Metalloporphyrins are potent inhibitors of lipid peroxidation.
The objectives of these studies were to determine whether metalloporphyrins could inhibit lipid peroxidation, characterize factors that influence their potency and compare their potency to prototypical antioxidants. Lipid peroxidation was initiated with iron and ascorbate in rat brain homogenates and the formation of thiobarbituric acid reactive species was used as an index of lipid peroxidation. Metalloporphyrins were found to be a novel and potent class of lipid peroxidation inhibitors. Inhibition of lipid peroxidation by metalloporphyrins was dependent on the transition metal ligated to the porphyrin, indicating that metal centered redox chemistry was important to the mechanism of their antioxidant activities. Manganese porphyrins with the highest superoxide dismutase (SOD) activities, MnOBTM-4-PyP and MnTM-2-PyP (charges are omitted throughout text for clarity), were the most potent inhibitors of lipid peroxidation with calculated IC50s of 1.3 and 1.0 microM, respectively. These manganese porphyrins were 2 orders of magnitude more potent than either trolox (IC50 = 204 microM) or rutin (IC50 = 112 microM). The potencies of the manganese porphyrins were related not only to their redox potentials and SOD activities, but also to other factors that may contribute to their ability to act as electron acceptors. The broad array of antioxidant activities possessed by metalloporphyrins make them attractive therapeutic agents in disease states that involve the overproduction of reactive oxygen species.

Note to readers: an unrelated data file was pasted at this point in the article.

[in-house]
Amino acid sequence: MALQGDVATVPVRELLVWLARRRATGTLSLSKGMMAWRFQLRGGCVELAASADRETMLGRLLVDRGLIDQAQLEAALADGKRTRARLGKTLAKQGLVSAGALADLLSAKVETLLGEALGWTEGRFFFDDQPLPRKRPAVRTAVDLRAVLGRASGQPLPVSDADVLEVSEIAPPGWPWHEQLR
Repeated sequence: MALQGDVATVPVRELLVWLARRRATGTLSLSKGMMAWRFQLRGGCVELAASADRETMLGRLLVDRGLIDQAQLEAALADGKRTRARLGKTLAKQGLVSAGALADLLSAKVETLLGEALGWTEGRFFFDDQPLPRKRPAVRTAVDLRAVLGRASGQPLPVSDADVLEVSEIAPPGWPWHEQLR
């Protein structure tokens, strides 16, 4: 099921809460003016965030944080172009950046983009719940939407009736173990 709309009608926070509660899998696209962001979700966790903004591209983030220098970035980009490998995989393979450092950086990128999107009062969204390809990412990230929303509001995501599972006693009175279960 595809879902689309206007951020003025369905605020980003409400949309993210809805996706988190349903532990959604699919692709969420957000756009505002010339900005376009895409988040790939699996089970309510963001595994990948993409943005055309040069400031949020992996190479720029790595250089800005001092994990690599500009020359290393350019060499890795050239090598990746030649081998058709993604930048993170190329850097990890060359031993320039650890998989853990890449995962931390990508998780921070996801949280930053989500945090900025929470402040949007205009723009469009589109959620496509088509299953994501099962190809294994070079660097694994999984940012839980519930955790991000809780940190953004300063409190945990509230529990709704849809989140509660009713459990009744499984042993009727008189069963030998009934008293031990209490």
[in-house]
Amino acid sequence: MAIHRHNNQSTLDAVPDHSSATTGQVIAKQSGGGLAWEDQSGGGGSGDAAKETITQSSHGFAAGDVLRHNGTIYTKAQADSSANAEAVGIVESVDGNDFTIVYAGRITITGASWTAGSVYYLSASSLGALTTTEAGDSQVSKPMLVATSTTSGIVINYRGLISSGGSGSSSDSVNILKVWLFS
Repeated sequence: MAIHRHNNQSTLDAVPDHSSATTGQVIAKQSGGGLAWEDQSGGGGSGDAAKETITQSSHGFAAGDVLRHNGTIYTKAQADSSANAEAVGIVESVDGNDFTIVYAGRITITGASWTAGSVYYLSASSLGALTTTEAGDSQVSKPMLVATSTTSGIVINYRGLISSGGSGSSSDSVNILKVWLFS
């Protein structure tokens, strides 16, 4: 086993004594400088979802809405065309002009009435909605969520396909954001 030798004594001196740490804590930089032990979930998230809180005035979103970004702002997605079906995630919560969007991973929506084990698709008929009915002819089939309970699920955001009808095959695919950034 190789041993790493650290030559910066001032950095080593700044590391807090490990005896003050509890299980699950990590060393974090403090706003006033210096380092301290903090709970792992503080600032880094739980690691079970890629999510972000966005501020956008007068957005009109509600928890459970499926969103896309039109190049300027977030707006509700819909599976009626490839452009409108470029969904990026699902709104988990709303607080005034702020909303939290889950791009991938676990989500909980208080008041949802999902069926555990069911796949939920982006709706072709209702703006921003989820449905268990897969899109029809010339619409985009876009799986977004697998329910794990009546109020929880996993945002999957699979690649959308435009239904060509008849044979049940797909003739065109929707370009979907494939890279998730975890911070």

Day, BJ; Batinic-Haberle, I; Crapo, JD
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